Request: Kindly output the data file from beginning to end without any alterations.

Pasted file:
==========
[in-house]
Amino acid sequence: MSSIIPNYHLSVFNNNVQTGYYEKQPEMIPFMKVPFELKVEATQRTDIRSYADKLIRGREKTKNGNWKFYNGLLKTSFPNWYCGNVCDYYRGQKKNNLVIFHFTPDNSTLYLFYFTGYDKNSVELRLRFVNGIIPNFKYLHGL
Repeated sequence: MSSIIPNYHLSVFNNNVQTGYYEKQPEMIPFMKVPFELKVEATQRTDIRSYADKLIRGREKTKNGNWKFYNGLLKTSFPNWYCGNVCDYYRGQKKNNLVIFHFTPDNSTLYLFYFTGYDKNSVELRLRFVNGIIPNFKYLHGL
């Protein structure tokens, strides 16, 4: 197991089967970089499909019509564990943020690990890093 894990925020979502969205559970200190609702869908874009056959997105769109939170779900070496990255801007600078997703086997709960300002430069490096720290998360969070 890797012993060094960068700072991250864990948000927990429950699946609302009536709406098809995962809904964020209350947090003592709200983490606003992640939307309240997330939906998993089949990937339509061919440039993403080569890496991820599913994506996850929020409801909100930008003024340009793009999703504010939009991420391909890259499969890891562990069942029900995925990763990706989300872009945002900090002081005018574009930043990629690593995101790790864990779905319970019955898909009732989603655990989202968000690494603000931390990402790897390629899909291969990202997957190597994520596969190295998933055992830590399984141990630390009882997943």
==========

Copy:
[in-house]
Amino acid sequence: MSSIIPNYHLSVFNNNVQTGYYEKQPEMIPFMKVPFELKVEATQRTDIRSYADKLIRGREKTKNGNWKFYNGLLKTSFPNWYCGNVCDYYRGQKKNNLVIFHFTPDNSTLYLFYFTGYDKNSVELRLRFVNGIIPNFKYLHGL
Repeated sequence: MSSIIPNYHLSVFNNNVQTGYYEKQPEMIPFMKVPFELKVEATQRTDIRSYADKLIRGREKTKNGNWKFYNGLLKTSFPNWYCGNVCDYYRGQKKNNLVIFHFTPDNSTLYLFYFTGYDKNSVELRLRFVNGIIPNFKYLHGL
């Protein structure tokens, strides 16, 4: 197991089967970089499909019509564990943020690990890093 894990925020979502969205559970200190609702869908874009056959997105769109939170779900070496990255801007600078997703086997709960300002430069490096720290998360969070 890797012993060094960068700072991250864990948000927990429950699946609302009536709406098809995962809904964020209350947090003592709200983490606003992640939307309240997330939906998993089949990937339509061919440039993403080569890496991820599913994506996850929020409801909100930008003024340009793009999703504010939009991420391909890259499969890891562990069942029900995925990763990706989300872009945002900090002081005018574009930043990629690593995101790790864990779905319970019955898909009732989603655990989202968000690494603000931390990402790897390629899909291969990202997957190597994520596969190295998933055992830590399984141990630390009882997943």